I believe in high-engagement experience-based education not only for the mastery of tools and concepts it affords, but also for the way it enhances the effectiveness of the individual. The blogosphere offers a steady diet of examples. For instance, two days ago Brett Steenbarger at the blog, Traderfeed, wrote,

“The successful trader, like the chess grandmaster, sees things and thinks about things differently from the novice. The thought process is more dynamic and flexible; perception is more organized, thanks to rich mental maps. There are so many ways to lose money in the markets: the expert trader is highly attuned to those traps. Why? Simply because of basic talents and considerable experience building skills. The medical student encounters many cases, watches many procedures, and studies for many years before he or she begins working on patients. Even then it is tightly supervised. Similarly, many, many acting classes and practice performances under the guidance of teachers and directors precede the appearance on the stage or in the movies. How many hours of practice and coaching occur prior to an athletic events? How many practice games lead up to the appearance in a chess tournament? Training transforms traders. It alters behavior patterns, it reorganizes perception, and it shifts thought processes. Whether the training is self-directed, as in the case of many poker champions, or tutored, it is lengthy experience that makes a successful professional. That requires a constancy of purpose: an ongoing commitment to improvement. Perhaps the greatest change that sustained experience brings is resilience. The successful trader has a high degree of conviction in his or her ideas, simply because of the accumulated base of experience that show how those ideas work out.”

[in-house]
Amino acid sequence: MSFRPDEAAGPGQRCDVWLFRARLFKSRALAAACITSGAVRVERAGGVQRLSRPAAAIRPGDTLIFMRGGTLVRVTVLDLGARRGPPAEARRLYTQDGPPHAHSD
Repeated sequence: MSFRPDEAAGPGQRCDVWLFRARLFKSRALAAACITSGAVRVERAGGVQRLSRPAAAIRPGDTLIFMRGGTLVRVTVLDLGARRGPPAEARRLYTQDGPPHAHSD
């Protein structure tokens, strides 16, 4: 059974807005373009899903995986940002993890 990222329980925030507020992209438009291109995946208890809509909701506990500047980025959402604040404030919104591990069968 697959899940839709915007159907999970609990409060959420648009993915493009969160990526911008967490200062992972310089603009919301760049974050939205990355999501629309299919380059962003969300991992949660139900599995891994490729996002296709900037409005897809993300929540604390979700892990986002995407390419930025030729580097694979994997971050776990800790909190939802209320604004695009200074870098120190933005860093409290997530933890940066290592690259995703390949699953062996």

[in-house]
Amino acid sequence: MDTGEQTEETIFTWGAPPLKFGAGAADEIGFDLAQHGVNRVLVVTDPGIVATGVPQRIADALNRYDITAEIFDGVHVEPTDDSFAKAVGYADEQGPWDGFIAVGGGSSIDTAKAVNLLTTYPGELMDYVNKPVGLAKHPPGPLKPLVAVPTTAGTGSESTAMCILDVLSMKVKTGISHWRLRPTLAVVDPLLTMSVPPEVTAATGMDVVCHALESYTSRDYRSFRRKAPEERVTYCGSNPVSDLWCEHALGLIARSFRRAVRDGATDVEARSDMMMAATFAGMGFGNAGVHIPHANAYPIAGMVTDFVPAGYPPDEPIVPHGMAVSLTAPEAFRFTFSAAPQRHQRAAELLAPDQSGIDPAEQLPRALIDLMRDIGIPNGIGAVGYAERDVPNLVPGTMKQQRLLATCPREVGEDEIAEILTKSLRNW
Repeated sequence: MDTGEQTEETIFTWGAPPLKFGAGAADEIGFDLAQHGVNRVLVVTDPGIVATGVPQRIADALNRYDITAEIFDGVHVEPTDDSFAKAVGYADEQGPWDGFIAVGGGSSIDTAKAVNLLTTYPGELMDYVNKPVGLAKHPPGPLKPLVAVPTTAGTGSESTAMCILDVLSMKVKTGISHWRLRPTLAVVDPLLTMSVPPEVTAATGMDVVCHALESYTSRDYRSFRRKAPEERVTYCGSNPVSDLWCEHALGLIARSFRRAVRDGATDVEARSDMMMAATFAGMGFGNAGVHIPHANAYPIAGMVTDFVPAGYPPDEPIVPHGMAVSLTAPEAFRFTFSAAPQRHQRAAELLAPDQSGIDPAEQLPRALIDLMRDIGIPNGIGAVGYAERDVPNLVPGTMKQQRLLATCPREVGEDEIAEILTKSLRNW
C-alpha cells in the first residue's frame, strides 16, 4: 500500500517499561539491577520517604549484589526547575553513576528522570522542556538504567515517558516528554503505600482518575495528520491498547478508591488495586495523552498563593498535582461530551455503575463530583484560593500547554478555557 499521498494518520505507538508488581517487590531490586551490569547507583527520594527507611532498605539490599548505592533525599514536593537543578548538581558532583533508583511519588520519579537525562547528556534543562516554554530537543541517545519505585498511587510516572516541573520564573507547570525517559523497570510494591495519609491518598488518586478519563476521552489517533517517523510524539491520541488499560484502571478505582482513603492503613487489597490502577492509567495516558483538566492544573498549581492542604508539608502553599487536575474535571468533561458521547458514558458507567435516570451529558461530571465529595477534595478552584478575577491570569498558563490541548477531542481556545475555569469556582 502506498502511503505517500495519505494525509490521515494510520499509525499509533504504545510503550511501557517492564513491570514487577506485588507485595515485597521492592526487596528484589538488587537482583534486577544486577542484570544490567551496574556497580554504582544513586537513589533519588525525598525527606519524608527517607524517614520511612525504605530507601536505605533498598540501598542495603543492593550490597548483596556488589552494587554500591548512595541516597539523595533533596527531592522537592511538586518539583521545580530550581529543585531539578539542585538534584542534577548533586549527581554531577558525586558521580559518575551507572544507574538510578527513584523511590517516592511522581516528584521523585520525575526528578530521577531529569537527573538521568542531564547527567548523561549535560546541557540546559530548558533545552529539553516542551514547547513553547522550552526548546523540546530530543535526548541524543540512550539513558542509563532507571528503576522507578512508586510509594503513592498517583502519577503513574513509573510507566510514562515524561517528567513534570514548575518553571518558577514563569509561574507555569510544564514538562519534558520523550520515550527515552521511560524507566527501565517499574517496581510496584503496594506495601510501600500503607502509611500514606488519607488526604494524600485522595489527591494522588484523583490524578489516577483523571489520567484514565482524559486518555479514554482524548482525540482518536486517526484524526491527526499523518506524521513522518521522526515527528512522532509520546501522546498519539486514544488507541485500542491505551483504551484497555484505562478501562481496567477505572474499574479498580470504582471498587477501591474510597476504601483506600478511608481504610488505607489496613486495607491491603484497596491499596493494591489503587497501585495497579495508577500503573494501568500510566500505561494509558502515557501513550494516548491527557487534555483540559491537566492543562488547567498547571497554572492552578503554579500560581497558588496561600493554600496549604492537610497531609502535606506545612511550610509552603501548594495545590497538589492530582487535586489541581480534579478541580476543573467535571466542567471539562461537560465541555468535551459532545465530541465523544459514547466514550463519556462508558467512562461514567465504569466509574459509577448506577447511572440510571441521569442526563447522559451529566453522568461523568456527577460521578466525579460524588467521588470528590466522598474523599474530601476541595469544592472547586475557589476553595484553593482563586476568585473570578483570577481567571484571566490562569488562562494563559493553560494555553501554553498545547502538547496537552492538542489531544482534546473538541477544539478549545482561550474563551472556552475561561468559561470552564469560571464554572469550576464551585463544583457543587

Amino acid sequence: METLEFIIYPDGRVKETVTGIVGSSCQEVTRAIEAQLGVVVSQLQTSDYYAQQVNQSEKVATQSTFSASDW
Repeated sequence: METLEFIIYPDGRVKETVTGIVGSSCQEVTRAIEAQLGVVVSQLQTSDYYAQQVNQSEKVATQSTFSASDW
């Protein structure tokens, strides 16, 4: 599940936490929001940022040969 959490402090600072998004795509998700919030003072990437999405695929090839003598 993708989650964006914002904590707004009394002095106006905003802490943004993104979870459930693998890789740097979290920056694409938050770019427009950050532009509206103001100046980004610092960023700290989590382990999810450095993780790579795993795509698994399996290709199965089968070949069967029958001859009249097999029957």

An executive I worked with once said that two years in a case method MBA program concentrated ten years of work experience. Like medicine, acting, athletics, and chess, one’s capabilities in business management benefit from exposure to a variety of messes (see my posting last week). What are those capabilities? Steenbarger notes resilience, rich mental maps, attunement to traps, and constancy of purpose. At the heart of these is the ability to make meaning quickly out of messy problems: to grasp the essential issues, to apply tools and concepts appropriately, and to shape a course of action.

The case method builds these capabilities through direct engagement with practical problems. Cases, sometimes thick with irrelevant facts and tables, develop one’s capacities to get to the heart of the problem. In addition, the case method asks the student to take risks—sometimes the gambles go well, sometimes not. But as Walter Wriston, former CEO of Citicorp said, “Good judgment comes from experience, and experience comes from bad judgment.” Making a bad decision can be a humbling experience in the case method classroom. At the same time, school is a safe haven for taking chances, apart from actual expenditures of cash, loss of jobs, and demise of firms. The point here (and in Steenbarger’s posting) is that growth in the attributes that truly drive professional success comes from experience—the high-engagement case method program can build those attributes.

Posted by Robert Bruner at 03/09/2007 12:47:55 AM